How to plant daffodils: Choose a well-drained site that has full sun all year, or full sun when the leaves are off the trees. Dig a trench or hole 6" deep, add phosphorus mixed with the soil at the bottom of the hole, add compost to the soil you have removed, plant the bulbs pointy end up, tuck tulips in next to them if you don't have deer, add 2 inches more amended soil then layer in small bulbs, add soil to bring the gently tamped-down soil even with the rest of the garden. Label the bed with the names of the bulbs. Do not water. 

Sources of phosphorus can be soft rock phosphate or bone meal if you have acid soil, and high P packaged guanos or worm castings if you have neutral or alkaline soil. Highly concentrated sources of phosphorus like Super Phosphate should be used with caution and applied only after reading the label carefully -- it is easy to over-apply these products and although phosphorus does not move vertically through the soil it does move laterally and excess phosphorus can lead to water pollution and algae bloom.

Not all daffodils need to be pre-chilled for USDA zone 9; there are many daffodils that do well in warm climates.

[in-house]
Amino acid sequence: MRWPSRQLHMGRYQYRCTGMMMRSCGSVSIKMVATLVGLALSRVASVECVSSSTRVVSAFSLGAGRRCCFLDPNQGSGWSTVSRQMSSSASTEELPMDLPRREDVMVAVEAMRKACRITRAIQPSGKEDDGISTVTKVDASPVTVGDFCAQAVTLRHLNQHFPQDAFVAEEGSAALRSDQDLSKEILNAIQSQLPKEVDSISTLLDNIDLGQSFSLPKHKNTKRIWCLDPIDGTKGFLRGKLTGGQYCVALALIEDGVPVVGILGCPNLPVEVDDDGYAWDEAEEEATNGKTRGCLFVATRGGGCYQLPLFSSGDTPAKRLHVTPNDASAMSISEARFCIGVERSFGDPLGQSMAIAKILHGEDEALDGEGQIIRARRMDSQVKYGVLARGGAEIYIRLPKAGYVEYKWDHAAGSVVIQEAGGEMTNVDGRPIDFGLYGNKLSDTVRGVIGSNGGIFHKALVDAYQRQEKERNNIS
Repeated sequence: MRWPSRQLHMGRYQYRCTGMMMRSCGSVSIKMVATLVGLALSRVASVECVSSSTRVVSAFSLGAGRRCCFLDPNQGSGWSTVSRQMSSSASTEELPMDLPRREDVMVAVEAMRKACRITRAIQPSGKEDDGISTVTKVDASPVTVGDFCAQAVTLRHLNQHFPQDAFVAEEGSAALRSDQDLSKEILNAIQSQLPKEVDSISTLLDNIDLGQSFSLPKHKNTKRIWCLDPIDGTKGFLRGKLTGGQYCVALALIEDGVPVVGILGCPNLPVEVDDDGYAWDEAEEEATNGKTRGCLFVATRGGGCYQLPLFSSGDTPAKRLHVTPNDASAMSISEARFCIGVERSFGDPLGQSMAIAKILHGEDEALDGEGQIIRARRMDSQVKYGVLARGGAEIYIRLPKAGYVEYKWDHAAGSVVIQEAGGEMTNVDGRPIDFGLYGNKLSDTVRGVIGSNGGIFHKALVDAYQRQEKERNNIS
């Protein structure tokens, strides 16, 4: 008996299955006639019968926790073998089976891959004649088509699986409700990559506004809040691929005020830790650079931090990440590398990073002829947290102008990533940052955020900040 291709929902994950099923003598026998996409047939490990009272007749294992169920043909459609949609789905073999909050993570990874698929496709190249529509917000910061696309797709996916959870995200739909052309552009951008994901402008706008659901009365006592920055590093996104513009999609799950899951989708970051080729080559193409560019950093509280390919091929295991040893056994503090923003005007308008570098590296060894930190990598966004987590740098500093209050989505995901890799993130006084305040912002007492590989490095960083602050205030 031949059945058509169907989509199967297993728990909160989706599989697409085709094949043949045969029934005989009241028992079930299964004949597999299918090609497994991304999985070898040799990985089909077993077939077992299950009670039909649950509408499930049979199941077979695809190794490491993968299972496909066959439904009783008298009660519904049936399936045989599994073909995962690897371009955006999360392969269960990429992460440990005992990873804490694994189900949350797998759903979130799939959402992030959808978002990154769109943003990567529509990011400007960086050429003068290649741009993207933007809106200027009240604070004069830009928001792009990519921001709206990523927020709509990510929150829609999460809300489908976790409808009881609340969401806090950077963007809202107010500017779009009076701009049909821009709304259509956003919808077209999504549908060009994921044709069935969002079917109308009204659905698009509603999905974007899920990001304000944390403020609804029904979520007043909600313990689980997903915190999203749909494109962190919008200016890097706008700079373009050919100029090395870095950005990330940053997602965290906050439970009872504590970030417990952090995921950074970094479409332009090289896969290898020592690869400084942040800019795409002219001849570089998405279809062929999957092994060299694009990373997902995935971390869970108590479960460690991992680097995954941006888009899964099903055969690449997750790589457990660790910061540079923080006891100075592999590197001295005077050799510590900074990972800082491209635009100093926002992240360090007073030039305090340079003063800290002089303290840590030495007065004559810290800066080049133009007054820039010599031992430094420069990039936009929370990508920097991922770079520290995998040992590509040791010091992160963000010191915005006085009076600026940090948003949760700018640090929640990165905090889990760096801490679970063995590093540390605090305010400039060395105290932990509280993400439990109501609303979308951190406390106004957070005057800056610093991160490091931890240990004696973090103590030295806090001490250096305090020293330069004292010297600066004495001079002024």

The Northern California Daffodil Society has excellent information about growing daffodils. NCDS organizes free daffodil shows each spring so you can see which bulbs you'd want to grow in your garden. Some of the members are busy hybridizing green daffodils.

Answers to listener questions:

White daffodils to plant in the shape of a moon in Garden Valley, CA at 2,500 feet: 'Mount Hood' we mentioned but also consider 'Misty Glen'. Plant just one variety so that the blooms will show a solid shape, either round or crescent.

For a piney area in Texas in USDA zone 8a, plant any daffodil but be sure the site is in full sun and well-drained.

Thanks for visiting. Please leave a comment and let me know which bulbs you are planting.

Join me on Facebook and follow me on Twitter for more daffodil chat

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Monday, April 16, 2012

Daffodil Blogorama 2012

Narcissus Nirvana is back with the 2012 Daffodil Blogorama (a round-up of blog posts about daffodils) and the annual meeting of the American Daffodil Society. If you're anywhere close to Towson, Maryland, rush over and revel in the flowers and fellowship at the Annual Meeting, April 20-22.

For those of us who can't make the Annual Meeting, two quick glimpses of New Hampshire daffodils from my friend, Lynn Felici-Gallant.

Lynn's combination of nodding Narcissus 'Thalia' and Veronica peduncularis 'Georgia Blue' in the New Hampshire garden Lynn left last year. That transition story was on a podcast with Andrew Keys at Horticulture magazine.

Lynn is Merchandising & Marketing Manager here at the independent retail garden center and wholesale grower, Pick of the Planet, in Greenland, New Hampshire.

The 2012 Daffodil Blogorama tour of the world begins now, starting in New Zealand and moving West around the globe. Click on the name of the blog to see a daffodil story: